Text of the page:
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Sherman v. Stanton

United States District Court, D. Oregon, Portland Division

June 8, 2018

ROSLYN A. SHERMAN Plaintiff,
v.
DANIEL STANTON and MULTNOMAH COUNTY BOARD OF PAROLE AND POST PRISON SUPERVISION, Defendants.

          OPINION AND ORDER GRANTING DEFENDANTS' MOTIONS TO DISMISS

          MICHAEL W. MOSMAN CHIEF UNITED STATES DISTRICT JUDGE

         Plaintiff Roslyn A. Sherman is proceeding pro se in this civil rights action. Defendants Daniel Stanton and the Oregon Board of Parole and Post-Prison Supervision (Board)[1] have each filed motions to dismiss Ms. Sherman's Amended Complaint on the grounds that the two-year statute of limitations bars her claims for relief and that she fails to allege any personal involvement by either defendant in the alleged deprivations of her civil rights. Defendant Board also argues that it is immune from suit under the Eleventh Amendment to the United States Constitution. The parties have fully briefed the motions, and for the reasons discussed below, I GRANT Defendants' motions [16 and 18] and dismiss Ms. Sherman's claims with prejudice.

         I. Background

         Ms. Sherman filed this lawsuit on October 20, 2017. [2]. I dismissed her Complaint without service for failure to state a claim because, among other things, she had failed to allege how former Multnomah County Sheriff Daniel Stanton personally participated in the deprivation of her civil rights and the Eleventh Amendment immunized the Board from lawsuits. [5]. I granted Ms. Sherman leave to file an amended complaint, and she did so on December 29, 2017. [9].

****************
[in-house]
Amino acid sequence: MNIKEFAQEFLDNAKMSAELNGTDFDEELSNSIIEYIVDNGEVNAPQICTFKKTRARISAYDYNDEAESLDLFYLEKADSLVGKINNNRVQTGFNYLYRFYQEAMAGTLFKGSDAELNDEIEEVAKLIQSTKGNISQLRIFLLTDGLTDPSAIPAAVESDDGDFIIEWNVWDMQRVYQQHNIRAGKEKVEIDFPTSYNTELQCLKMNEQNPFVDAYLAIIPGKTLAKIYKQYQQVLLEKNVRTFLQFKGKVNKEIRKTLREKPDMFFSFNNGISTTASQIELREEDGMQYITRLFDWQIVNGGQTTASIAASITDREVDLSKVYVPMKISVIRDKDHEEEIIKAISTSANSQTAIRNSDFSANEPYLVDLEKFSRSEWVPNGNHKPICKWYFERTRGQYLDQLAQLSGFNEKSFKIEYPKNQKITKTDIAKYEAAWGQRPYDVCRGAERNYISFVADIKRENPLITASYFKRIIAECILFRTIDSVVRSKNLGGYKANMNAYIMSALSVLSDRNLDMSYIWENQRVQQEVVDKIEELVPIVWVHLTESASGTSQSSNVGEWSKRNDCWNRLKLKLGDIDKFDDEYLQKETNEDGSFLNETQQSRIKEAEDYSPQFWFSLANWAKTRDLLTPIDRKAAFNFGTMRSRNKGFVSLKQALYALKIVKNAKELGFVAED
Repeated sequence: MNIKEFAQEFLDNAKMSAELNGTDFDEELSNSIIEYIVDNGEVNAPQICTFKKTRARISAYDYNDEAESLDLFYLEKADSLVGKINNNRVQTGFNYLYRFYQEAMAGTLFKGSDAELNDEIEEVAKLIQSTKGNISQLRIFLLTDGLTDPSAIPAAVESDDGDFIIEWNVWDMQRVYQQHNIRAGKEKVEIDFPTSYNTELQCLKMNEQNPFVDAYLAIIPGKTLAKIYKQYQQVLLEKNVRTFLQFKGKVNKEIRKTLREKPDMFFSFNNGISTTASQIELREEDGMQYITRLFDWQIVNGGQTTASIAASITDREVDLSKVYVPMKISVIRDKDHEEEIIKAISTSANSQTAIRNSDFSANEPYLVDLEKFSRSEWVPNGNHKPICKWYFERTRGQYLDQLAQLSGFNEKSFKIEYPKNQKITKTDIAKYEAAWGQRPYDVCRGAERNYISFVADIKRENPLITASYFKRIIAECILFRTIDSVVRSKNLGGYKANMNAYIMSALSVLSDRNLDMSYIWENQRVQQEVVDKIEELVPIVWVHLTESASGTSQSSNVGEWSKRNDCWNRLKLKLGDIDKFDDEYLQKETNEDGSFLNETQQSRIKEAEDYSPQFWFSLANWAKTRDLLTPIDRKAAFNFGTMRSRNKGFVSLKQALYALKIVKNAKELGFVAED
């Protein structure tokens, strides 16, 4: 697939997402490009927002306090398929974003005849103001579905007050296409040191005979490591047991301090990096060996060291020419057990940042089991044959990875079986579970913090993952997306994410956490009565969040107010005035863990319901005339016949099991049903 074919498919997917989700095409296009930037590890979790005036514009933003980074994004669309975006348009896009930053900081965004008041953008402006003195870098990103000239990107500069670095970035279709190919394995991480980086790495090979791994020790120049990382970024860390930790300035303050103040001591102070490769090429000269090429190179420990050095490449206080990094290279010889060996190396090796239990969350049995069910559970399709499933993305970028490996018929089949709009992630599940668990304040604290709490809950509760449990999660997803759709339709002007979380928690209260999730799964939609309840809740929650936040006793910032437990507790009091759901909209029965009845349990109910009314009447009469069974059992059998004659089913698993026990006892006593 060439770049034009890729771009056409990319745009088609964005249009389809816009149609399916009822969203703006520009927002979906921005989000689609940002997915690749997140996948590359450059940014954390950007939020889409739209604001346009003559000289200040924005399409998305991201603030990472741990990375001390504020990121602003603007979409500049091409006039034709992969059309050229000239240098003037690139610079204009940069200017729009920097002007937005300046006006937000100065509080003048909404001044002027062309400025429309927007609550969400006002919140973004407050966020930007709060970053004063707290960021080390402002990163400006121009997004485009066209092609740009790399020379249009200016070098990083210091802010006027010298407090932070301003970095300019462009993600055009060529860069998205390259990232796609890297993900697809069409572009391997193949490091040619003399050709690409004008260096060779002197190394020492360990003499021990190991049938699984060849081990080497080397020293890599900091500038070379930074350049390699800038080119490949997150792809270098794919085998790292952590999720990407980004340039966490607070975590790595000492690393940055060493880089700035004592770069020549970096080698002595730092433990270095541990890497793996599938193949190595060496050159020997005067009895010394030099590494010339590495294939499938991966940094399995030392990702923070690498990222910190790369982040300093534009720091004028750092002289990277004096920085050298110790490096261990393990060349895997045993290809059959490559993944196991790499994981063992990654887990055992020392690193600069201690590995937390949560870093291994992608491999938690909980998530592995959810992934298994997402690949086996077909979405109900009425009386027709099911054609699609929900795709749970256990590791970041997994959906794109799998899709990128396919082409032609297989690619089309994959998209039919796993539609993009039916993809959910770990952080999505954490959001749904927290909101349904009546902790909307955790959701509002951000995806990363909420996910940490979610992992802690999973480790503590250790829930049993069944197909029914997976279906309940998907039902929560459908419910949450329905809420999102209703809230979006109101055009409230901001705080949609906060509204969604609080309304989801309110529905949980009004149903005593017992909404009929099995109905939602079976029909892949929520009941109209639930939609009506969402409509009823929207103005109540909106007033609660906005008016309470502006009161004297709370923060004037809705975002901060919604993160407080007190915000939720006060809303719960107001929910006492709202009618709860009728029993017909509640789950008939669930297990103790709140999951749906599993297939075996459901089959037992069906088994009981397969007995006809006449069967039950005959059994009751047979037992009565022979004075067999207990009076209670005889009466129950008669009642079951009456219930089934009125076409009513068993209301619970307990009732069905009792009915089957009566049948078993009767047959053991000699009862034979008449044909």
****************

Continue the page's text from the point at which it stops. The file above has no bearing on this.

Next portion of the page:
In her Amended Complaint, Ms. Sherman brings claims under 42 U.S.C. § 1983 and appears to allege violations of her Fourteenth Amendment right to due process and her Eighth Amendment right to be free from cruel and unusual punishment. [9]. Specifically, she claims that in 2012 she was taken into custody based on an erroneous allegation that she had not completed her Volunteers of America post-prison supervision program and that she was denied a hearing. [Id. at p. 4]. Ms. Sherman asserts that she was deprived of a hearing because of her race. [Id.]. She also appears to allege that she was denied adequate medical care because she did not receive "opioids and pain medication for her broken right shoulder and back pain." [Id. at p. 5].

         II. Legal Standards

         Court must liberally construe documents filed by pro se litigants, and must hold a pro se complaint, "however inartfully pleaded, " to a "less stringent standards than formal pleadings drafted by lawyers." Erickson v. Pardus, 551 U.S. 89, 94 (2007) (citations omitted). Cf. Fed. Rule Civ. Proc. 8(e) ("Pleadings must be construed as to do justice"). The rule, however, "applies only to a plaintiffs factual allegations." Neitzke v. Williams, 490 U.S. 319, 330 n.9 (1989). '"[A] liberal interpretation of a civil rights complaint may not supply essential elements of the claim that were not initially pled.'" Bruns v. Nat'l Credit Union Admin., 122 F.3d 1251, 1257 (9th Cir. 1997) (quoting Ivey v. Bd. of Regents, 673 F.2d 266, 268 (9th Cir. 1982)).